Purchasing a Timeshare

If you purchase a timeshare at a resort, there is a rescission period for canceling your purchase. The rescission period, which is a window of time, varies on a state-by-state basis and is from five to ten days. That is the timeframe that a consumer can opt to cancel their transaction, typically by writing a letter to the resort company with which they did business. According to studies of the timeshare industry, the rescission rate for timeshares may be as high as 15%. However, there is reason to believe that, were the situation slightly different, the rate could be more, because “85% of all buyers regret their purchase,” according to many studies, citing reasons including money, fear, confusion, intimidation, and distrust. So, if consumer satisfaction is so low, why isn’t the rescission rate even higher than it already is? Much of it comes down to the circumstances that surround this important consumer protection measure, many of which make it difficult to figure how or when to take advantage of the rescission period. First, there is the matter that, in order to rescind your timeshare interest purchase, the buyer almost always has to contact the seller in writing. While this may seem like a small quibble, it can actually pose a number of challenges for consumers. For one thing, consider that many timeshare purchases occur while the buyer is already on a vacation or staying at a resort. While it is certainly not outside of the realm of possibility, it is hardly realistic to expect someone to cut their vacation time short in order to take the time to research how to properly write a rescission letter, much less to find a post office and pay for stamps in an unfamiliar locale where they may not be immediately available. Letters of cancellation must include the following information; the purchaser’s name as it is written on the contract, the purchaser’s address, phone number, and email address, the name of the timeshare company, the timeshare description, and the date the timeshare was purchase, and clearly state that “the purpose of the letter is to rescind the contract.” It is also common for the necessary address, which is often not the resort address to only be found by a careful review of the purchase agreement. Even then, it may be difficult because the rescission rules are never clearly pointed out in the paperwork and a sales representative does not have to give a buyer accurate information because they are protected by what is called the “license to lie” clause. The clause negates all oral representations made prior to and during the presentation, making only the written contract provision representations legally binding.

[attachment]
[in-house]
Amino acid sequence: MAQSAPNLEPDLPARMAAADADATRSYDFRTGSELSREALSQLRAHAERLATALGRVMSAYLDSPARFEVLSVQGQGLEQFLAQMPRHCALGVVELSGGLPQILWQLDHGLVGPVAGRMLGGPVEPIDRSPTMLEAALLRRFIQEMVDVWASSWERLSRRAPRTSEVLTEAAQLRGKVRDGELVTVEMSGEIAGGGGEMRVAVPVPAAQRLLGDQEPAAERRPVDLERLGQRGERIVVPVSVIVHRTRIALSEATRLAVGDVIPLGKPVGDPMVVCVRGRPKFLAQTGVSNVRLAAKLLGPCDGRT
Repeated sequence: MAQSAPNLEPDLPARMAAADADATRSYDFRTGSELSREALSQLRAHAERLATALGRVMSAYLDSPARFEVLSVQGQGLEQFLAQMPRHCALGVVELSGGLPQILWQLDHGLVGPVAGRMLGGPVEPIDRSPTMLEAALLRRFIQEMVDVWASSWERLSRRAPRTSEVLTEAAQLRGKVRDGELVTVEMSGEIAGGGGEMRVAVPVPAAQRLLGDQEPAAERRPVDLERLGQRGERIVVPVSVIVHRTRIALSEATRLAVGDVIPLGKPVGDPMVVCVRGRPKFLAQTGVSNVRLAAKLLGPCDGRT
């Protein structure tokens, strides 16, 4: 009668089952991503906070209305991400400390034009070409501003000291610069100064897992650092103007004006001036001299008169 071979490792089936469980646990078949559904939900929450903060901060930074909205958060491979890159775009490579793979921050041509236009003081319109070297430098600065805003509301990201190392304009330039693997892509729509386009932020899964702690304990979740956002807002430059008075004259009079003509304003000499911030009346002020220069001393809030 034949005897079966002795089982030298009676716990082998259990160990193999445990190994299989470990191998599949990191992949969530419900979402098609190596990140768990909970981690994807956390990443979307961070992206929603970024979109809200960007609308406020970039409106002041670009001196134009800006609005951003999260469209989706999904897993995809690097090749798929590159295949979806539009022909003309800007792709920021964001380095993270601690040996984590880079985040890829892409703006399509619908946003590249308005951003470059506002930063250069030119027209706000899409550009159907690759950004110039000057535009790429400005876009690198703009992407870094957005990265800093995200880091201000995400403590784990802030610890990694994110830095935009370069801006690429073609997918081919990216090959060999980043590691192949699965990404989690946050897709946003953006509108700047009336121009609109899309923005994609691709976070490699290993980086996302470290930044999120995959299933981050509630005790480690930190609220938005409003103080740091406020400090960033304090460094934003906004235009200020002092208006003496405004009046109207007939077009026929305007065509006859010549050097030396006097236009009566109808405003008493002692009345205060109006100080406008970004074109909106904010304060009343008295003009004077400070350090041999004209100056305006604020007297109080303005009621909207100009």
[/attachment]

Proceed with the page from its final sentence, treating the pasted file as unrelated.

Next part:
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Timeshares By Owner

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